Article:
This was such a weird story, and it went away about as quickly as it flashed across social media. Oklahoma State had a really good season, finishing 11-2 and being in the college football playoff hunt right up until the end, losing by literal inches in the Big 12 championship game. OSU coach Mike Gundy, meanwhile, kept the Cowboys in the hunt, and kept himself in the picture also, as usual, by being glib and forthcoming in interviews. But a few weeks ago, as the Florida Gators stumbled through their season and fired coach Dan Mullen, someone reached out to the Gators to pitch Mike Gundy as a possible successor. This kind of stuff happens routinely, certainly, but it’s rare that we actually get to see the pitch emails.
The strangest part to me was in the aftermath, when Gundy claimed he had no idea that any of this was happening, adding that he doesn’t even have an agent. (I guess this was just some random person who pitched Gundy to Florida?)Florida passed on the unsolicited advice and hired Billy Napier, but either way, it worked out pretty well for Gundy: A few weeks ago he got a raise and a contract extension from Oklahoma State.
How Will We Remember This Season?
Will this be the season that we remember Alabama showing a sliver of vulnerability? Tennessee fans throwing golf balls and crap at Lane Kiffin? Harbaugh finally beating the Buckeyes? Brian Kelly becoming a Southerner overnight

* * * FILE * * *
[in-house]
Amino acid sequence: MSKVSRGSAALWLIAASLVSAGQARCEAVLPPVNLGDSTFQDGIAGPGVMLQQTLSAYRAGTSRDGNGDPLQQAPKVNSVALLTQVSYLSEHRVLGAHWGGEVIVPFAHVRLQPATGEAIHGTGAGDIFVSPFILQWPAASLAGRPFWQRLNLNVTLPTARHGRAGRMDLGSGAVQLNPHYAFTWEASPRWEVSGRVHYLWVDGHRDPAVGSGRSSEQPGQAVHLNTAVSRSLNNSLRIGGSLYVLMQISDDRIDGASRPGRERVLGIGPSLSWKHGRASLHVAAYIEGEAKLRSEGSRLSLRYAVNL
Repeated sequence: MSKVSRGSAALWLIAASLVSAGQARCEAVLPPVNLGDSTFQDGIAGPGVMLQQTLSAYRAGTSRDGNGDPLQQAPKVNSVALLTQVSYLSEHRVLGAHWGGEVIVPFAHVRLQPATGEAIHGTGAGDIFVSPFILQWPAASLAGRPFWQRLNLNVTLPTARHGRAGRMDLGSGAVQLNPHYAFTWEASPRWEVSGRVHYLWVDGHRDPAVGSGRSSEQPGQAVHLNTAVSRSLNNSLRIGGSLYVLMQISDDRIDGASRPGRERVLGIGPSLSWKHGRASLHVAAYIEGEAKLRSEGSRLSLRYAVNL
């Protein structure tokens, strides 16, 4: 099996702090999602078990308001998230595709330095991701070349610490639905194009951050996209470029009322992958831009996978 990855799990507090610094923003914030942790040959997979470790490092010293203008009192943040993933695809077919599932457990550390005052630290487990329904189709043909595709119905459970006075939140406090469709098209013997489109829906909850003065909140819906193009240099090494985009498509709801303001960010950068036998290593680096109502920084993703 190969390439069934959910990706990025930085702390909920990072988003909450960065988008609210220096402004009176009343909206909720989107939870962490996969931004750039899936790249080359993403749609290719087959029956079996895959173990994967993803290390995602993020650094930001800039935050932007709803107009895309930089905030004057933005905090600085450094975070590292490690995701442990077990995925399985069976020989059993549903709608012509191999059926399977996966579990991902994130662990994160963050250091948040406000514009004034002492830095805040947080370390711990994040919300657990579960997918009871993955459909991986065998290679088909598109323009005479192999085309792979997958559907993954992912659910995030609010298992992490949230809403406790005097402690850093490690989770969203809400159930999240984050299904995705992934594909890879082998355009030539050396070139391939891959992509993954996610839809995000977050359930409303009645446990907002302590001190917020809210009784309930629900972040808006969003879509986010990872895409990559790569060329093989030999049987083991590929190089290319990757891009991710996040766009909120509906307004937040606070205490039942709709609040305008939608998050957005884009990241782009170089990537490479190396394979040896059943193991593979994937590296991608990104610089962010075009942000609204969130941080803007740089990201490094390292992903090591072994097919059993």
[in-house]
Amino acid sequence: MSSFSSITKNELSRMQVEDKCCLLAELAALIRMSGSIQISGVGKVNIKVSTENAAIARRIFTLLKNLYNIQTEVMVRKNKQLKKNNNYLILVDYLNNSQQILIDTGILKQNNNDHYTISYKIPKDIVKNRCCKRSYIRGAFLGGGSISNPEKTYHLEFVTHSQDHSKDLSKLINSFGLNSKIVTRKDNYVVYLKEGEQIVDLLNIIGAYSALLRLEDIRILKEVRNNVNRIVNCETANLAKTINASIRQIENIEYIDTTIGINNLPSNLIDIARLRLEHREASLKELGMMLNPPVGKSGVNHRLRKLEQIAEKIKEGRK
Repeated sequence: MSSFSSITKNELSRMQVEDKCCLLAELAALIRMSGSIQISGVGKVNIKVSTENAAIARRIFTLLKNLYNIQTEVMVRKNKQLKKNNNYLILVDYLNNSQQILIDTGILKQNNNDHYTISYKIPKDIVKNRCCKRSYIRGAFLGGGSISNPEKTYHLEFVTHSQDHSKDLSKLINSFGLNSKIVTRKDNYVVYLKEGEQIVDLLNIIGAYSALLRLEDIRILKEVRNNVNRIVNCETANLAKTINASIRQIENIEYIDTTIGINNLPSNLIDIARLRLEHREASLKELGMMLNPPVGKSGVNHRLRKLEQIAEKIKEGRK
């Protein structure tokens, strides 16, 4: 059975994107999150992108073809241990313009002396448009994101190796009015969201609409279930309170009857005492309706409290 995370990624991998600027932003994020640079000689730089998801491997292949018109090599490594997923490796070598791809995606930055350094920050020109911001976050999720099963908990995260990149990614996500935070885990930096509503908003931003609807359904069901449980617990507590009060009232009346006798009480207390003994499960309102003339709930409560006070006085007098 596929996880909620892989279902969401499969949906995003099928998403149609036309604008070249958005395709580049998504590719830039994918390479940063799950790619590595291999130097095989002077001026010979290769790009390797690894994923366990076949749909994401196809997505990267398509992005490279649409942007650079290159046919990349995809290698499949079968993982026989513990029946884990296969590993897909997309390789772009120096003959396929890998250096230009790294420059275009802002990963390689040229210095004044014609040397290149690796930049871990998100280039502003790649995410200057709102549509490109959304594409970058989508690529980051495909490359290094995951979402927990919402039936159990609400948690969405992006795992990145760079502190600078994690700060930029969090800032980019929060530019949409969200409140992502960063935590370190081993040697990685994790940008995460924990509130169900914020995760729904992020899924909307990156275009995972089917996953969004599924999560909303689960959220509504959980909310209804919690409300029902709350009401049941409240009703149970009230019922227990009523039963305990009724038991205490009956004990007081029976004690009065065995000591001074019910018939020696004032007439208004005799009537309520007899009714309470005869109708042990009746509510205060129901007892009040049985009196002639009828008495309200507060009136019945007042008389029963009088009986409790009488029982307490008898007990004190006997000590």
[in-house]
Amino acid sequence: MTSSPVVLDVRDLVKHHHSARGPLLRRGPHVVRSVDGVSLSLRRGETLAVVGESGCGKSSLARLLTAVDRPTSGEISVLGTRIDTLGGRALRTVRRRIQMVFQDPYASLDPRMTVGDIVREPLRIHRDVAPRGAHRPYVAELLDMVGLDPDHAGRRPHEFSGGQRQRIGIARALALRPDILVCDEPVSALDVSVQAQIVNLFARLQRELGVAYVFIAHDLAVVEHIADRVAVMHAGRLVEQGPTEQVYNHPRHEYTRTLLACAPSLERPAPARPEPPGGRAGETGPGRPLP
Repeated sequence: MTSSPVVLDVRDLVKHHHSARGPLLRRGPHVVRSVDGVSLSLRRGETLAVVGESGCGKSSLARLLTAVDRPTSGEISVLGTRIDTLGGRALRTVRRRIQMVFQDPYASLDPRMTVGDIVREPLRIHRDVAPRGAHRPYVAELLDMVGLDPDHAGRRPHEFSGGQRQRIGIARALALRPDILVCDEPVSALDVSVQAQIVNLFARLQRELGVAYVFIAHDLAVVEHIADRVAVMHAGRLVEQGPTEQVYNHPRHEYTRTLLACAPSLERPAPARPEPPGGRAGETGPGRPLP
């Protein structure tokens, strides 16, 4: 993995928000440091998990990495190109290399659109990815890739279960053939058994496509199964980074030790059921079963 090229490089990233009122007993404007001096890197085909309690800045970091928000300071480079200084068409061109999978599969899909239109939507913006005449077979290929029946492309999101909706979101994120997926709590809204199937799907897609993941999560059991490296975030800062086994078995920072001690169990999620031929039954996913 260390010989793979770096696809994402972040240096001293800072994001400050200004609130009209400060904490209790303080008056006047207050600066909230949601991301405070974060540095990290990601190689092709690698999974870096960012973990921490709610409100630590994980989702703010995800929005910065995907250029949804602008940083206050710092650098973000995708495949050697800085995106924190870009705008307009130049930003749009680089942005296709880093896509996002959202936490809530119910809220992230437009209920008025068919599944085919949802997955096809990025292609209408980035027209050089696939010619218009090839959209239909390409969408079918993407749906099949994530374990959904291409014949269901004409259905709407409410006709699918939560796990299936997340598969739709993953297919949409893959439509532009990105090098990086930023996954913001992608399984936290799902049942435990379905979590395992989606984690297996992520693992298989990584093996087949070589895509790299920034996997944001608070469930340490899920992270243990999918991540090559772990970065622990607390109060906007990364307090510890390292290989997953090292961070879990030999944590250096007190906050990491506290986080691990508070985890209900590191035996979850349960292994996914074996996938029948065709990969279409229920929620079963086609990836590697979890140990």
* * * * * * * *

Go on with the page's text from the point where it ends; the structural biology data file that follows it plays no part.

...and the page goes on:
and it only got worse after may column. By my count, 28 colleges have hired new coaches since the season started, and bowl season isn’t even over yet! I don’t feel much sympathy for these coaches who have been ousted — they are all extremely well-compensated, and they all get into the business with the knowledge that one day they’ll most likely lose their job. It says a lot that college football’s biggest moment west of the Mississippi this season was probably USC hiring Lincoln Riley away from Oklahoma. For so long, college football players were the ones who always seemed to have to take the fall. Thanks to the transfers and NILs, maybe coaches will be the ones to have to take some responsibility from now on.
On today’s show: Rob and Lang give CJ grief about his Jackson State Celebration Bowl pick, breakdown the Music City Bowl, discuss Memphis’ chances in the Hawaii Bowl, get Mike Leach’s thoughts on players opting out and more before calling Roser and getting picks from every member of the Syndicate.
On today’s show: CJ is flying solo in this episode and he talks about his experience at the Celebration Bowl, the difference in styles between JSU and South Carolina State, SWAC commissioner Charles McClelland’s thoughts on the Celebration Bowl seel out, the potential for additional postseason HBCU football games, the inaugural Invesco QQQ Legacy Classic, Michael B. Jordan’s thoughts on supporting HBCUs and more. He also talks to MEAC commissioner Dennis Thomas about the health of the conference, the growth of the Celebration Bowl and what is next for him.